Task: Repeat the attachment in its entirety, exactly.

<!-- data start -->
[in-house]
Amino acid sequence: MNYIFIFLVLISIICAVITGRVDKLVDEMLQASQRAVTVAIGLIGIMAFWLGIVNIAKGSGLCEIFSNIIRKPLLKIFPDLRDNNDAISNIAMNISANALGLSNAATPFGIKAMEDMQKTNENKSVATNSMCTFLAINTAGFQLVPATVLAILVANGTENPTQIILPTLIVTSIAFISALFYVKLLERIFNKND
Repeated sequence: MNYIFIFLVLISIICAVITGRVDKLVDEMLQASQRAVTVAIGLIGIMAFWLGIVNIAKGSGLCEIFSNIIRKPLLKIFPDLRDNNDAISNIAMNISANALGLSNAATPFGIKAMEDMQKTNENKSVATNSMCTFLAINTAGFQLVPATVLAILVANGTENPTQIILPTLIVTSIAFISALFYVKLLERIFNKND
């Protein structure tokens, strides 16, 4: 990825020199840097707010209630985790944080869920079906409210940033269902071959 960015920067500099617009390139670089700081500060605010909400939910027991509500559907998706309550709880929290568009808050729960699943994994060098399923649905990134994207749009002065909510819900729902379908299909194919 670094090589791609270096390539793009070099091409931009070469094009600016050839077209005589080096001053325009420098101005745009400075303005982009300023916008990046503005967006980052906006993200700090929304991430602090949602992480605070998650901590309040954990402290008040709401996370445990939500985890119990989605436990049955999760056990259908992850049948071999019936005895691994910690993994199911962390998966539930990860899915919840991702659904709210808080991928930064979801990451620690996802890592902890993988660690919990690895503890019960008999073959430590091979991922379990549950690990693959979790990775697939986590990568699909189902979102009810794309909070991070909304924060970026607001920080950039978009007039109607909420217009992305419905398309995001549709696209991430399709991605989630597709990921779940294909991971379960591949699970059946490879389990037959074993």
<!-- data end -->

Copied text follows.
[in-house]
Amino acid sequence: MNYIFIFLVLISIICAVITGRVDKLVDEMLQASQRAVTVAIGLIGIMAFWLGIVNIAKGSGLCEIFSNIIRKPLLKIFPDLRDNNDAISNIAMNISANALGLSNAATPFGIKAMEDMQKTNENKSVATNSMCTFLAINTAGFQLVPATVLAILVANGTENPTQIILPTLIVTSIAFISALFYVKLLERIFNKND
Repeated sequence: MNYIFIFLVLISIICAVITGRVDKLVDEMLQASQRAVTVAIGLIGIMAFWLGIVNIAKGSGLCEIFSNIIRKPLLKIFPDLRDNNDAISNIAMNISANALGLSNAATPFGIKAMEDMQKTNENKSVATNSMCTFLAINTAGFQLVPATVLAILVANGTENPTQIILPTLIVTSIAFISALFYVKLLERIFNKND
């Protein structure tokens, strides 16, 4: 990825020199840097707010209630985790944080869920079906409210940033269902071959 960015920067500099617009390139670089700081500060605010909400939910027991509500559907998706309550709880929290568009808050729960699943994994060098399923649905990134994207749009002065909510819900729902379908299909194919 670094090589791609270096390539793009070099091409931009070469094009600016050839077209005589080096001053325009420098101005745009400075303005982009300023916008990046503005967006980052906006993200700090929304991430602090949602992480605070998650901590309040954990402290008040709401996370445990939500985890119990989605436990049955999760056990259908992850049948071999019936005895691994910690993994199911962390998966539930990860899915919840991702659904709210808080991928930064979801990451620690996802890592902890993988660690919990690895503890019960008999073959430590091979991922379990549950690990693959979790990775697939986590990568699909189902979102009810794309909070991070909304924060970026607001920080950039978009007039109607909420217009992305419905398309995001549709696209991430399709991605989630597709990921779940294909991971379960591949699970059946490879389990037959074993």